Taxane-induced pulmonary toxicity
- Talmadge E King, Jr, MD
Talmadge E King, Jr, MD
- Editor-in-Chief — Pulmonary and Critical Care Medicine
- Section Editor — Interstitial Lung Disease
- Dean, School of Medicine
- Vice Chancellor, Medical Affairs
- University of California San Francisco
- James R Jett, MD
James R Jett, MD
- Section Editor — Lung Cancer
- Professor of Medicine Emeritus
- National Jewish Health
- Section Editors
- Kevin R Flaherty, MD, MS
Kevin R Flaherty, MD, MS
- Section Editor — Interstitial Lung Disease
- Associate Professor of Medicine
- University of Michigan Health System
- Reed E Drews, MD
Reed E Drews, MD
- Section Editor — Complications of Cancer
- Associate Professor of Medicine
- Harvard Medical School
- Deputy Editors
- Diane MF Savarese, MD
Diane MF Savarese, MD
- Senior Deputy Editor — UpToDate
- Deputy Editor — Oncology and Palliative Care
- Clinical Instructor of Medicine
- Harvard Medical School
- Helen Hollingsworth, MD
Helen Hollingsworth, MD
- Deputy Editor — Pulmonary, Critical Care, and Sleep Medicine
- Associate Professor of Medicine
- Boston University School of Medicine
The taxanes, paclitaxel (Taxol) and docetaxel (Taxotere), are anti-microtubulin drugs that have a broad range of antitumor activity. Both drugs have the potential to induce pulmonary injury through a variety of mechanisms.
Acute infusion reactions (both mast cell/basophil and cytokine-mediated) are common manifestations of chemotherapy and are seen with both paclitaxel and docetaxel. The most common pulmonary toxicity, interstitial pneumonitis, can develop within days to weeks of receiving either drug, or later in the course of therapy. A syndrome of capillary leakage resulting in peripheral edema, noncardiogenic pulmonary edema, and pleural effusions has been reported with docetaxel.
The range of pulmonary toxicity seen with use of the taxanes will be reviewed here. An overview of chemotherapy-induced infusion reactions and general issues related to interstitial pneumonitis in adults are presented separately. (See "Infusion reactions to systemic chemotherapy" and "Approach to the adult with interstitial lung disease: Clinical evaluation" and "Approach to the adult with interstitial lung disease: Diagnostic testing" and "Acute interstitial pneumonia (Hamman-Rich syndrome)" and "Idiopathic interstitial pneumonias: Clinical manifestations and pathology".)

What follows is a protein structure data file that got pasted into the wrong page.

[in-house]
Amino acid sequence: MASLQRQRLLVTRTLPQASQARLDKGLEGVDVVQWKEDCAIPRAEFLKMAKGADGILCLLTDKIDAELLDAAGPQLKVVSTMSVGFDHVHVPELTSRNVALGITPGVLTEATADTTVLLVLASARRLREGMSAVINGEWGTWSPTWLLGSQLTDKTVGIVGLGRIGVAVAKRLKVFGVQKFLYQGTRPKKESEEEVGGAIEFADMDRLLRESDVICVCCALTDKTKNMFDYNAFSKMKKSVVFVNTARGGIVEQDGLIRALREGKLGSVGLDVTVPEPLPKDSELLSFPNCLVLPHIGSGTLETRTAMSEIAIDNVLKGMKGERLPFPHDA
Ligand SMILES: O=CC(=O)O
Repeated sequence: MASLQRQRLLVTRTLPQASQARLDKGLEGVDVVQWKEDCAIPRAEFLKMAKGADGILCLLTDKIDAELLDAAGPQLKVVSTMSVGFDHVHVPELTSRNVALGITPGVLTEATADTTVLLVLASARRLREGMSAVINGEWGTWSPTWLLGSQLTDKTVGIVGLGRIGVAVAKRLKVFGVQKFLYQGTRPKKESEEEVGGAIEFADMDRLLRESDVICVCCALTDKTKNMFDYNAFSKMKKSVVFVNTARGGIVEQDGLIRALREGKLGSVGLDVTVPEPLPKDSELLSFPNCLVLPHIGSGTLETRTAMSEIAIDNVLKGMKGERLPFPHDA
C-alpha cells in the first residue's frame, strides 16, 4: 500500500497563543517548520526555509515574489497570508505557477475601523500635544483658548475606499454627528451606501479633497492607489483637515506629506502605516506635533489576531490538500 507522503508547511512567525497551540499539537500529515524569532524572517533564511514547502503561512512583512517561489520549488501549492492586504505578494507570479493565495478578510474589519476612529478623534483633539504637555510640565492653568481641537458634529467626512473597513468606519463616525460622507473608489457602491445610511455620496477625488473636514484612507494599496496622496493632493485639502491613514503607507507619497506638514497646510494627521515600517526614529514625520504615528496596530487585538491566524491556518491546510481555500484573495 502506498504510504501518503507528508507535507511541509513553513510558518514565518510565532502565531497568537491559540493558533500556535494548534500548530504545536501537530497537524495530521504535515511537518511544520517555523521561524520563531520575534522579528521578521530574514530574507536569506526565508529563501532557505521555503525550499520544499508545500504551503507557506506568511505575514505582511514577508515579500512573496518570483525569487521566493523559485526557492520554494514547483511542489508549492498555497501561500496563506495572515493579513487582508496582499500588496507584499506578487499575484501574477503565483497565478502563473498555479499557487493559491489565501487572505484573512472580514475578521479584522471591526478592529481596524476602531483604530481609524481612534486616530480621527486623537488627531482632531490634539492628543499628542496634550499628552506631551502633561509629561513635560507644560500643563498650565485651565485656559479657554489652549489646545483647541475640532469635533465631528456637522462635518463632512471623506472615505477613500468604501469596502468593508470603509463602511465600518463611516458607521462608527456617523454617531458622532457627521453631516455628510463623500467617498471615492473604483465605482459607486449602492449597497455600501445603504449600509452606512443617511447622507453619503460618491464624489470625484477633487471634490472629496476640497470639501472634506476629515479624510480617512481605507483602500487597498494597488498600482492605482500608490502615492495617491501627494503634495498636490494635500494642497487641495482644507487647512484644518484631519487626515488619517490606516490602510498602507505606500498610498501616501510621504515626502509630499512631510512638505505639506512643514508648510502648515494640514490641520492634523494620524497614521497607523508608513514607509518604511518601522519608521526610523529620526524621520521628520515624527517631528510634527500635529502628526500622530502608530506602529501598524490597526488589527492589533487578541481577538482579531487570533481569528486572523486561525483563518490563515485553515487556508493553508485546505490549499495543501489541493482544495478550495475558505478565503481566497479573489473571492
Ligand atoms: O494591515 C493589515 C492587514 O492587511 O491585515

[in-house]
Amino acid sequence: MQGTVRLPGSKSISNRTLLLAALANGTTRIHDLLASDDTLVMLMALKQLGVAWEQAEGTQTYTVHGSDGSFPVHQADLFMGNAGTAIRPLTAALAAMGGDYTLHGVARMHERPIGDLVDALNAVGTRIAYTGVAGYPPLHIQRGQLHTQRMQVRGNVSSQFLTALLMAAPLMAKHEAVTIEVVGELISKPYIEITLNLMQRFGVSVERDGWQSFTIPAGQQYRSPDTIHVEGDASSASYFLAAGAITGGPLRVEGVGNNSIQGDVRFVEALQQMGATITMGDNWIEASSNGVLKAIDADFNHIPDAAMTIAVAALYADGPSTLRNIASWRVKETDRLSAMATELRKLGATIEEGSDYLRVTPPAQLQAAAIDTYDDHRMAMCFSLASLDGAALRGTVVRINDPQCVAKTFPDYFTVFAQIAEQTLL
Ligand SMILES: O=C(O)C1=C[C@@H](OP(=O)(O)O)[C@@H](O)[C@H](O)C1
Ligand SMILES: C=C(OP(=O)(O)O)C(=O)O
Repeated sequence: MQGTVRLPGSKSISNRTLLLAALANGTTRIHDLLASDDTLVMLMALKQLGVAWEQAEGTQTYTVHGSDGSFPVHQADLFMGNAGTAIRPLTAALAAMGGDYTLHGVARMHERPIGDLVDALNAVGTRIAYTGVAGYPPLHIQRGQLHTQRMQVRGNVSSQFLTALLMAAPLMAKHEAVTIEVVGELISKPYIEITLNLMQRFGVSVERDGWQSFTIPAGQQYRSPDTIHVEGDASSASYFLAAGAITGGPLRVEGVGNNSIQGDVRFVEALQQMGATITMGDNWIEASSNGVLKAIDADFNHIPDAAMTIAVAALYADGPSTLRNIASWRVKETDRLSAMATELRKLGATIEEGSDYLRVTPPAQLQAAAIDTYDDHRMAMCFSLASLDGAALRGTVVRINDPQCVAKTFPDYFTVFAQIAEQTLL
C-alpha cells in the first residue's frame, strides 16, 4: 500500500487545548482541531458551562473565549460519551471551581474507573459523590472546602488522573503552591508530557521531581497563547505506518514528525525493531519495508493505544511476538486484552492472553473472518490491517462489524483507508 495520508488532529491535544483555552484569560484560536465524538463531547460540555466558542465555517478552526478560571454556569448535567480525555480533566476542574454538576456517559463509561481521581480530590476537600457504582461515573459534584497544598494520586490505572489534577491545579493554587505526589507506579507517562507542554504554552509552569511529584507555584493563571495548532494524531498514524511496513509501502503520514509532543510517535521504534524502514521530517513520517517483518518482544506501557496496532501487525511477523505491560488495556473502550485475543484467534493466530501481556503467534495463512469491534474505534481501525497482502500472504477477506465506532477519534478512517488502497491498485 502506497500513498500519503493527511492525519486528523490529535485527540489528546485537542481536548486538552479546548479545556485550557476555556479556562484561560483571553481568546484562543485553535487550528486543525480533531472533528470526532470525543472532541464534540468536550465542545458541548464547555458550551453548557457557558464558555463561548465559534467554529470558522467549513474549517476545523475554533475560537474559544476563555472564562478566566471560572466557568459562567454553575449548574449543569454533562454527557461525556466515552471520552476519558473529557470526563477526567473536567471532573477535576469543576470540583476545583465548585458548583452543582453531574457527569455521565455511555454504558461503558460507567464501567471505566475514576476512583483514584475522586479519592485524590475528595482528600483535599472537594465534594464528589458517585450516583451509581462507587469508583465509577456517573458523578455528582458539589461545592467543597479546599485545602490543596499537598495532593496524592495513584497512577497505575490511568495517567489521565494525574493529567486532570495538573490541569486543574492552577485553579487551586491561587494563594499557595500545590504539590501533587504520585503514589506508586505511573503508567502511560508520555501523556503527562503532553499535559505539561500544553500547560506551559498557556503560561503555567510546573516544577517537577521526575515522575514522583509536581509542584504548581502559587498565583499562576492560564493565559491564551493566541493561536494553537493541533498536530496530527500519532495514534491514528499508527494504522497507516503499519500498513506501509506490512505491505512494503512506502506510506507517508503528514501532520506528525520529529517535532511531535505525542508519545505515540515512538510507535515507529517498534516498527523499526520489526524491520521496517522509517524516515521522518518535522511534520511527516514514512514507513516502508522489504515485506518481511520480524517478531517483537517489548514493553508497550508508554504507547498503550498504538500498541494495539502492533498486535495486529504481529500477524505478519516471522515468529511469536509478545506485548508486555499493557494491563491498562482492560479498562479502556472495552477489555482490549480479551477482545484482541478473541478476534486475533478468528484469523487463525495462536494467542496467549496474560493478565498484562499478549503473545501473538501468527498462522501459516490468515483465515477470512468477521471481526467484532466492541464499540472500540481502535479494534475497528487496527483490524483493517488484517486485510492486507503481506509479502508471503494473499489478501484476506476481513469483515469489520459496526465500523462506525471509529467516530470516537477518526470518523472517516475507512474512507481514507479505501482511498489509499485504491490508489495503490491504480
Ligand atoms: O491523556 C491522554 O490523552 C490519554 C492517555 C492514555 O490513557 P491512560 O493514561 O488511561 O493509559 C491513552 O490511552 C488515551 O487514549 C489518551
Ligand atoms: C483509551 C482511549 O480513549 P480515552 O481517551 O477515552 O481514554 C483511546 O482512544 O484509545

ACUTE INFUSION REACTIONS
Reactions that occur during or shortly after infusion of an antineoplastic agent can be categorized as hypersensitivity/allergic reactions (associated with mast cell/basophil activation) and standard infusion reactions (cytokine-mediated) (table 1). The clinical signs and symptoms associated with these reactions overlap, although the mechanisms are different. The important reason to differentiate these reactions is that patients with symptoms and signs to suggest mast cell/basophil mediation (eg, urticaria, angioedema, wheezing, stridor) are at risk for life-threatening anaphylaxis should rechallenge be undertaken (table 2). The evaluation of reactions during or shortly after infusion and the clinical manifestations of anaphylaxis (from all causes) are presented in detail elsewhere. (See "Infusion reactions to systemic chemotherapy" and "Anaphylaxis: Emergency treatment".)
Acute infusion reactions to paclitaxel and docetaxel usually develop within the first 10 to 15 minutes of drug infusion, and nearly 95 percent occur during the first or second drug infusion. Symptoms may include dyspnea (with or without bronchospasm), urticaria, back pain, hypotension (or sometimes hypertension), and an erythematous rash, which may not begin until after the patient has returned home following drug infusion.
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- ACUTE INFUSION REACTIONS
- INTERSTITIAL PNEUMONITIS
- Incidence and impact of dose and schedule
- Concomitant drugs
- Concomitant radiotherapy
- Radiographic appearance
- Findings at BAL and biopsy
- CAPILLARY LEAKAGE AND DOCETAXEL
- RADIATION RECALL
- Infusion reactions
- - Treatment
- Diffuse interstitial pneumonitis
- - Treatment
- Docetaxel-related capillary leakage